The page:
why don't we leave the discussion open for someone who does know, and have fun when your Oppo arrives :smashin:

    edit/... just saw your reply, so you have a 1080p capable plasma ?, are you expecting 1080 lines of resolution from a 1024x768 or 1366x768 panel, as that appears the highest available resolution on 42 and 50" panels, or have you bought something not listed on their UK website ?
     
  12. loz

    loz
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    The reason there is a healthy market for add-on scalers is because they do it better (than either the scaler in the upscaling DVD or in the "upconverting" TV). Not because the TV doesn't do it.
    And so they should, they can cost a lot of money.

    And no, I don't have a 1080p plasma in terms of its ability to display full 1080p resolution. It just has a "1080p Digital processing Chip-set: This chip-set processes the full-HD video signal in its original condition, without down-conversion. The full-HD video signal allows the reproduction of highly expressive images with exceptional detail and full 1920 x 1080 resolution. Used in VIERA, this high-performance chip-set processes the HD signal without altering its natural specifications." ( of course this could be interpreted as marketing fluff...)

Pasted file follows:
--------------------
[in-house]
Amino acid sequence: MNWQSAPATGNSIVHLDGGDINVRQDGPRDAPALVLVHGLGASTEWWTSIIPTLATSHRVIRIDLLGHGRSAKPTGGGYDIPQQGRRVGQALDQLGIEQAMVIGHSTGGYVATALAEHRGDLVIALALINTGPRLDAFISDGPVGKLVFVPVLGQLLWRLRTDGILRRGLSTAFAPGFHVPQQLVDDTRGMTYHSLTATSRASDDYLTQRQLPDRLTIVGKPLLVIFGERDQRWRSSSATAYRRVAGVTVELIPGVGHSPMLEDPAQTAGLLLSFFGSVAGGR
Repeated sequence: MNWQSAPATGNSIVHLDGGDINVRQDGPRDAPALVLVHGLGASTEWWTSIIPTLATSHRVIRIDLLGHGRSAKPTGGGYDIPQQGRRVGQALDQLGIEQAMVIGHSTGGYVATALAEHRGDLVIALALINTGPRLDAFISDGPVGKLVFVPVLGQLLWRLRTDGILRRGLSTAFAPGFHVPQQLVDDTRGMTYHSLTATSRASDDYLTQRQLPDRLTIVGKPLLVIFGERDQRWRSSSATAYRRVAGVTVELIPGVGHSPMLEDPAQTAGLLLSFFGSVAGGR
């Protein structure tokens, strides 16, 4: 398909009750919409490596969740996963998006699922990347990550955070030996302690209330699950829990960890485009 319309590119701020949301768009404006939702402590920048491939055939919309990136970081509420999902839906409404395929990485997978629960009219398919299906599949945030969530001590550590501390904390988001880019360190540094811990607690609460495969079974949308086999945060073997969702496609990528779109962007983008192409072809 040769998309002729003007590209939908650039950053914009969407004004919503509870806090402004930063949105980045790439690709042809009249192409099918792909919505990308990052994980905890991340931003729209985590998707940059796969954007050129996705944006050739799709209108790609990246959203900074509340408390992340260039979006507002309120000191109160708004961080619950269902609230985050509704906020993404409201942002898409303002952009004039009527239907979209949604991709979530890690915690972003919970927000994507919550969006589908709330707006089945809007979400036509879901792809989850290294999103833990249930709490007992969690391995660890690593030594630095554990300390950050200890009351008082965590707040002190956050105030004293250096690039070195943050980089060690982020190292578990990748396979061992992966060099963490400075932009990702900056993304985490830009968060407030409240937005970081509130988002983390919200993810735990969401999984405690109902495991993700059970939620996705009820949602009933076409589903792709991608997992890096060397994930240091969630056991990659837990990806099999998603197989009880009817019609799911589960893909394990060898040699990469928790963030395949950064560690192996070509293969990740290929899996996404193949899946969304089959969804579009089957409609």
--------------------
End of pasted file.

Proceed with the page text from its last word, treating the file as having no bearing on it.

13. luoxy

    luoxy
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    oopz, I didn't expect my post cause a debate here.

    On the other hand, I do appreciate Loz and Radioactive__Man for share your opinion and experience, throught which I think I start to understand on this upscale/resample..issue, whatever it is called. Thx you guys.
     
  14. loz

    loz
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    Well one thing is for sure.

    The scaling chips in my new Oppo DVD player that arrived today do a much better job than those in my Philips HD Ready LCD TV.

    There is a visible improvement switching from 576p to 720p output on the Oppo.

    Even though the source is the same in both cases (same player, same DVD), and both are rescaled by the TV to fit the panel, using the 720p source is less noisy and sharper (without increasing artefacts)